Rob Fuquay


Rev. Rob Fuquay, author of The God We Can Know, is senior pastor at St. Luke’s United Methodist Church in Indianapolis, one of the largest churches in the denomination. A native of Winston-Salem, North Carolina, he has worked in churches since his freshman year in college. After seminary Rob served a church in Bristol, England, for one year and then pastored several churches, both large and small, in North Carolina.

Rob says, “As I study Jesus, I see someone who sought to show grace to all people. I want to be a part of a church that models that [understanding of grace] … a church that cares about reaching beyond its own community and impacting the world with hope.” As part of his work on The God We Can Know, a 7-week churchwide study of the “I Am” sayings of Jesus, Rob traveled to the Holy Land and was filmed in the places where Jesus made several of his “I Am” declarations.

Rob holds a Master of Divinity from Candler School of Theology (Emory University) and a BA in Religion from Pfeiffer University. He and his wife, Susan, have three daughters – Julie, Sarah, and Anna. Rob loves the outdoors, particularly hiking and mountain climbing.

A Conversation with Rob Fuquay

Tell us about your new resource, The God We Can Know.
The God We Can Know is a worship and study experience for congregations. It’s based on the “I Am” sayings of Jesus found in the Gospel of John. Statements like “I am the bread of life,” “I am the light of the world,” and “I am the true vine” connect us with Jesus’ mission. The program includes a book; a DVD featuring 7 study sessions along with group guides for adults, youth, and children; plus a website for congregational leaders (TheGodWeCanKnow.com). We hope churches consider it for Lent because it starts with God’s “I Am” introduction to Moses and will conclude on Easter Sunday with Jesus’ “I am the resurrection and the life.”

What can we learn from Jesus’ “I Am” statements?
These sayings connect us with the great stories in the Old Testament and help us appreciate the time and culture in which Jesus lived. When we understand the context and meaning of each of “I Am,” we realize what the sayings offer for our lives and how a relationship with Jesus continues to be an answer for our needs. In Jesus, we experience the God who meets us at the point of our greatest need. Something about our own relationship with God and our own purpose for life is revealed by these sayings. They become important not just for learning who God is, but who we are.

You traveled to the Holy Land and met a production crew to film the study sessions for small groups. Why was it important to film in the Holy Land?
We filmed the DVD study that accompanies the book in the Holy Land because being in the place where Jesus spoke these words makes them come alive in a new way. We see the land and understand better the context of each saying. It’s exciting to be where Jesus stood, and to invite viewers to imagine what it is like to be in that place. Over the course of the study, we take viewers on a Holy Land pilgrimage to Jerusalem, Capernaum, the Judean wilderness, and Lazarus’s tomb – just to name a few sites.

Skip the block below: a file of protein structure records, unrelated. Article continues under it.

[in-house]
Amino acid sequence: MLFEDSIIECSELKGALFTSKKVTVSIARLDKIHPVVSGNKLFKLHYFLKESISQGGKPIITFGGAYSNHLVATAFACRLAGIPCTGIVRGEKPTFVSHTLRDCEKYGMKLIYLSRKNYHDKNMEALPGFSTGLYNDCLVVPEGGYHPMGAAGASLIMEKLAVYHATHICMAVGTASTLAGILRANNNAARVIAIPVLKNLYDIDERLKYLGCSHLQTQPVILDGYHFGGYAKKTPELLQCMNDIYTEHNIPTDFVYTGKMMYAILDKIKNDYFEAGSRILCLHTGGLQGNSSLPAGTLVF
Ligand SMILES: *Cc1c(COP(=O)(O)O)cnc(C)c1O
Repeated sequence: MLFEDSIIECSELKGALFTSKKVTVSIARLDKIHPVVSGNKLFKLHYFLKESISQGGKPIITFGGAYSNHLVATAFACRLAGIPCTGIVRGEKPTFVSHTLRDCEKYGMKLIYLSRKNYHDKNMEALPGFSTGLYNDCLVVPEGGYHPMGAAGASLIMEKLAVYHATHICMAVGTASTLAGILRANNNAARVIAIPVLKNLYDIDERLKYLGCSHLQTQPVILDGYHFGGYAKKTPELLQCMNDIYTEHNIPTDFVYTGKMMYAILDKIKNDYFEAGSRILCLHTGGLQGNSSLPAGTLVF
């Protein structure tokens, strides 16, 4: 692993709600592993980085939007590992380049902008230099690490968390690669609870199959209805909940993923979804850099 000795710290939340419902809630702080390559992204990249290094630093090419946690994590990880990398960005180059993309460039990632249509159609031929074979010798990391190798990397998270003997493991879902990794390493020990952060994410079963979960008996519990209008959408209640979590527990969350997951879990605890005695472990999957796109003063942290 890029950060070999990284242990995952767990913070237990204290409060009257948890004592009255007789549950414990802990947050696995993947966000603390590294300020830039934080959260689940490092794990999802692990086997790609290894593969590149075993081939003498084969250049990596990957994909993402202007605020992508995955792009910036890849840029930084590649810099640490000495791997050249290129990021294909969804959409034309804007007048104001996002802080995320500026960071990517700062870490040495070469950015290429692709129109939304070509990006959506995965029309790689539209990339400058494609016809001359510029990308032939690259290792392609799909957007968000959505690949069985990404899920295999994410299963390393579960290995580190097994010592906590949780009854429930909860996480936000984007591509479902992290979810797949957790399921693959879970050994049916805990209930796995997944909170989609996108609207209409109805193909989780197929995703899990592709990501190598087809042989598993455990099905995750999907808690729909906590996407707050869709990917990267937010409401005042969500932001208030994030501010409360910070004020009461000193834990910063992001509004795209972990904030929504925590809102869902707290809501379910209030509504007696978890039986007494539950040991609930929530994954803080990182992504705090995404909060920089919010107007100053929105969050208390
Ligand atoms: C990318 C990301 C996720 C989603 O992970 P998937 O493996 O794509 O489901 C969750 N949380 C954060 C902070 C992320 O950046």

What did you learn anew about scripture while you were in Israel?
Being in Israel naturally builds an understanding behind the stories of scripture. It makes scripture more relevant and real. That’s what excites me about this resource. You stand in the places where Jesus spoke these words, but you also became aware that the needs of people are not dated. They’re not something that is lost in antiquity. We experience the same needs today.

The people who came to Jesus were hungry. They were looking for guidance. They were afraid about what his departure would mean for their lives. And we still need security, look for satisfaction, and yearn for happiness. Today we can experience the way Jesus provides that as much now as people did then.

For example, when Jesus said, “I am the bread of life,” he was in Capernaum, where a day before he had performed the miracle of the feeding of the five thousand. In less than 24 hours, people come seeking him for another miracle because the physical bread and fish didn’t last. They are looking for someone who can satisfy them. Jesus invites them into a deeper level of satisfaction, of fulfillment that doesn’t go away. So, to be in Capernaum and to imagine that place in life where we easily grow tired of the blessings we think we need for true happiness was meaningful.

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January 14, 2016

Explore The God We Can Know

Looking for a resource that can pull the entire congregation together during the Lenten season? Explore this 7-week study on the “I Am” sayings of Jesus, and find answers to Jesus’ most essential question: “Who do you say I am?”

For children’s, youth, and eLearning resources, visit TheGodWeCanKnow.com

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One Response

  1. Roger Dowdy says:

    Rob’s insights and presentation style are engaging – I am considering THE GOD WE CAN KNOW for a teaching series in 2015. As some folks review material/content…would like some initial impressions.

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